Double muscling

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Characteristic double muscling in a Belgian Blue bull

Double muscling is a genetic disease characterised by enlarged skeletal musculature.

This feature of genetic modification, reported in Belgian Blue, Piemontese, Blonde d'Aguitaine[1] and Devon breeds, is induced by modification of the myostatin gene (muscular hypertrophy gene)[2], known to be associated with the double-muscling phenotype[3]. This results in a disturbed metabolism of trans-18:1 and conjugated linoleic acids and muscle over-replication[4].

Clinically affected cattle have grossly enlarged musculature, with double-muscled cattle possessing nearly twice the number of muscle fibres at birth than normal cattle[5]. Affected cattle also have reduced exercise and heat tolerance, delayed-onset puberty, reduced fertility due to an increased incidence of mortality in double-muscled embryos, increased incidence of dystocia, reduced milk production and increased calf mortality.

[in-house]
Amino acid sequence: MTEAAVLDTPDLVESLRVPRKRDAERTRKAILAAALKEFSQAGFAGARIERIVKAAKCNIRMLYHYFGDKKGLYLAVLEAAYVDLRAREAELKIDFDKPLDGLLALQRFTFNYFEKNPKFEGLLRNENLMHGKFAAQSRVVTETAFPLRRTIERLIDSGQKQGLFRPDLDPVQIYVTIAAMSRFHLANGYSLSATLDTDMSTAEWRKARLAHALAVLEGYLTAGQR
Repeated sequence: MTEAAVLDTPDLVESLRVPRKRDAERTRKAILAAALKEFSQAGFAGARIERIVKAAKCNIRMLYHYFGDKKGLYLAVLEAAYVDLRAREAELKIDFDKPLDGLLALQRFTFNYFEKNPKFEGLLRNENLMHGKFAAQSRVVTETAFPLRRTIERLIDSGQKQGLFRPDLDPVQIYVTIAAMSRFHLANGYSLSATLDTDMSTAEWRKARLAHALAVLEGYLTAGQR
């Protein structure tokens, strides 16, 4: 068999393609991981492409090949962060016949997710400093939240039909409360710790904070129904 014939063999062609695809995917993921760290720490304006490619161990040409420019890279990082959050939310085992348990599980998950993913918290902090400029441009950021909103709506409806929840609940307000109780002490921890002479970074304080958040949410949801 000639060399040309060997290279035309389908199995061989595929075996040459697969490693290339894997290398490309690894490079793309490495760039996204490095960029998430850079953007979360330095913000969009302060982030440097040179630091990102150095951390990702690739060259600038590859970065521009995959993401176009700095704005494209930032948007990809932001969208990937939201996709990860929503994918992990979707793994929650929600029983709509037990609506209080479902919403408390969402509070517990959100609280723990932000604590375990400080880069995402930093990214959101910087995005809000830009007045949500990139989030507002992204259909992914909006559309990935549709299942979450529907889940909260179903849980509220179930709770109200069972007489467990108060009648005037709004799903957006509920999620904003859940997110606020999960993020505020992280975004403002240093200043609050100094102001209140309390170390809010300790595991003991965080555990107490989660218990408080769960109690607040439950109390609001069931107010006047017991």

References

  1. Grisolia AB et al (2009) Myostatin (GDF8) single nucleotide polymorphisms in Nellore cattle. Genet Mol Res 8(3):822-830
  2. Martínez A et al (2010) Effect of breed body size and the muscular hypertrophy gene in the production and carcass traits of concentrate-finished yearling bulls. J Anim Sci 88(4):1229-1239
  3. Wiener P et al (2009) The effects of a mutation in the myostatin gene on meat and carcass quality. Meat Sci 83(1):127-134
  4. Aldai N et al (2010) Double-muscling character influences the trans-18:1 and conjugated linoleic acid profiles in concentrate-fed yearling bulls. Meat Sci 85(1):59-65
  5. Oldham JM et al (2001) Molecular expression of myostatin and MyoD is greater in double-muscled than normal-muscled cattle fetuses. Am J Physiol Regul Integr Comp Physiol 280(5):R1488-R1493